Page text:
The calf lay there breathing laboriously, but not struggling for breath. The tide had now left it 50 meters from the water's edge. The color of a newborn right whale is as black as the inside of a shark's mouth is white. It's pure and this little animal was beautiful. It seemed to need nothing more than to be back in the water and with the animal from which it had emerged only days before, perhaps better measured in hours. Fetal folds were deeply creased in both of its sides. I've seen other right whale calves in the calving ground, alongside their moms or dead and floating, that had such folds present. But I remember none so defined save for a couple of neonates which necropsies suggested died at birth. In live calves, fetal folds sometimes show slightly on one side while not at all on the other. It seems to me these folds may remain with a young whale for days, perhaps more than a week, maybe two? But the folds and the skin of this calf suggested to me that it had been born within a couple days of stranding. The skin was absolutely pristine, no scratches. Even young calves in the calving ground will carry some light scratches, I suppose from contact with the callosities of their moms.

I stepped alongside the calf and paced its length at approximately 4.5 meters and eyeballed its mass to be about 900 kilos. The necropsy report should clarify these estimates. I collected a small skin sample and fecal samples (perhaps only meconium). We set up a video camera to record the respiration of the calf and the locals worked in unison with the spirit of a matriarchal old nanny at a birth. They brought sheets and buckets and one concerned couple produced a nice beach umbrella. A manager from the Ritz Carlton arrived on a beach going golf cart and offered up two more large umbrellas and had a table set on the beach with coffee and water for the effort. The whale was draped in cloth and kept wet by a bucket brigade steadily marching back and forth to the water's edge. Umbrellas were augered into place to shade the calf although skies were mercifully overcast. The water temp was approximately 12 and the air temp that day ranged from 12 - 14. While I'm no veterinarian, these conditions seem about as good as could be asked for under the circumstances.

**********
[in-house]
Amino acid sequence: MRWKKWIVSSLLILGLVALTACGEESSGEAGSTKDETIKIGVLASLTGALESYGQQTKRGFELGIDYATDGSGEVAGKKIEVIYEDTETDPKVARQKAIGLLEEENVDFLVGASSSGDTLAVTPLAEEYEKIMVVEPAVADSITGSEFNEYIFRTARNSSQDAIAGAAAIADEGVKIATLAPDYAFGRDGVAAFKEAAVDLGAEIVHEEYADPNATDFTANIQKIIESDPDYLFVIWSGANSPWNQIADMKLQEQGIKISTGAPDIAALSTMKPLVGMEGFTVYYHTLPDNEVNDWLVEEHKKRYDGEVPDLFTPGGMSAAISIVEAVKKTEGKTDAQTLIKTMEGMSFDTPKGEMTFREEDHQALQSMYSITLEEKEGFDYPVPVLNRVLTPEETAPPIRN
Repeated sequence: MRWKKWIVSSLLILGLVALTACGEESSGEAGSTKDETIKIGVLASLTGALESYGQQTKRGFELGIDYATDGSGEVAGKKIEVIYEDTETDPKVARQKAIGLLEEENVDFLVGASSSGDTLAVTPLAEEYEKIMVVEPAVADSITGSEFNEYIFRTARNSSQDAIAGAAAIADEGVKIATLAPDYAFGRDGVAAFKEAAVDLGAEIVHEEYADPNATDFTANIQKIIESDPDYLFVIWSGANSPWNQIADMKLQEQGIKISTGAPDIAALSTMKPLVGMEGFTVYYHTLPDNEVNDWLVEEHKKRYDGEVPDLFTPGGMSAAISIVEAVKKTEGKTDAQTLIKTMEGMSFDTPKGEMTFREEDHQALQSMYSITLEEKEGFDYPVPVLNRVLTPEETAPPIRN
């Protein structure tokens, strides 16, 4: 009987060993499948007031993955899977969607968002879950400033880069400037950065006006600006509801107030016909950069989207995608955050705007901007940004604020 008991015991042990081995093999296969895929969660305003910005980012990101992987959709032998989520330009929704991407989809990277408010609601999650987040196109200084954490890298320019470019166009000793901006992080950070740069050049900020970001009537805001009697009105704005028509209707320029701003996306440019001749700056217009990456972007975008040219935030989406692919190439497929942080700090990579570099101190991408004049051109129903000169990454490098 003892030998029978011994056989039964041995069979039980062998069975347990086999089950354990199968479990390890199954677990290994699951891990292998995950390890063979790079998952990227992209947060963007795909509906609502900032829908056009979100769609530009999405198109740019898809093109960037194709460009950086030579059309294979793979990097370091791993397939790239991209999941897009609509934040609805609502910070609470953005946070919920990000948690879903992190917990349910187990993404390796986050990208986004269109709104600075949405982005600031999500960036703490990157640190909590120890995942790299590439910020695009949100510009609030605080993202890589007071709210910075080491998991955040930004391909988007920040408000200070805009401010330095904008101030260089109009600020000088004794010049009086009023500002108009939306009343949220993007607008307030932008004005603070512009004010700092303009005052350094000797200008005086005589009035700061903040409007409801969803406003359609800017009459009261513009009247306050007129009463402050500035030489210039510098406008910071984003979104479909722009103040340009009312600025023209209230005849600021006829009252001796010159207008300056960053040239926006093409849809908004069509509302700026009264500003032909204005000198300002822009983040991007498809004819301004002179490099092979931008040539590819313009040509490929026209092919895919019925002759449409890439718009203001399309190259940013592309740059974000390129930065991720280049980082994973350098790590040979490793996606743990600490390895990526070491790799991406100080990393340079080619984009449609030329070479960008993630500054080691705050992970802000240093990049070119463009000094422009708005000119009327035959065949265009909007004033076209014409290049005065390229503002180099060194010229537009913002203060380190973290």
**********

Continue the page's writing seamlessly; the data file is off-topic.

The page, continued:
Zani and Alicia Windham-Reid (FL FWC) coordinated aerial survey efforts in an attempt to locate a lone whale in the area that might prove to be this little one's mother. Jamie Smith (FL FWC) and others at the TRT meetings were working to secure airlift capabilities in the event such an animal was found. It is my understanding that the US Coast Guard offered a positive response to this request. Bob Murphy, of Environmental Aviation, took it upon himself to get airborne as soon as he heard about the calf and he was the first in the air. He could find no right whales in the vicinity, despite an intense search over glass-smooth water. Zani and Windham-Reid's teams managed to search a much larger area, approximately 25NM north and south and about 15NM offshore. Both teams would find whales later in the day but none nearby and none conclusively identified as females.

I had been in contact with Teri Rowles (NOAA), who was racing down from Charleston. From her cell phone, she was providing much needed encouragement and coordinating the arrival of Mike Walsh from Sea World and Bob Bonde from USGS. Bonde has necropsied more right whale calves than anyone in North America. But who among us has dealt with a living right whale on the beach? It's hard to voice the emotions, collective and palpable, that hung about this scene that morning while we were waiting on the vets. Everyone wanted to do something but without the usual imperative at a live stranding-get the animal back into the water-it was a frustrating morning. The little whale lay there, steadily breathing, with the patience of one with no choice. So it seemed.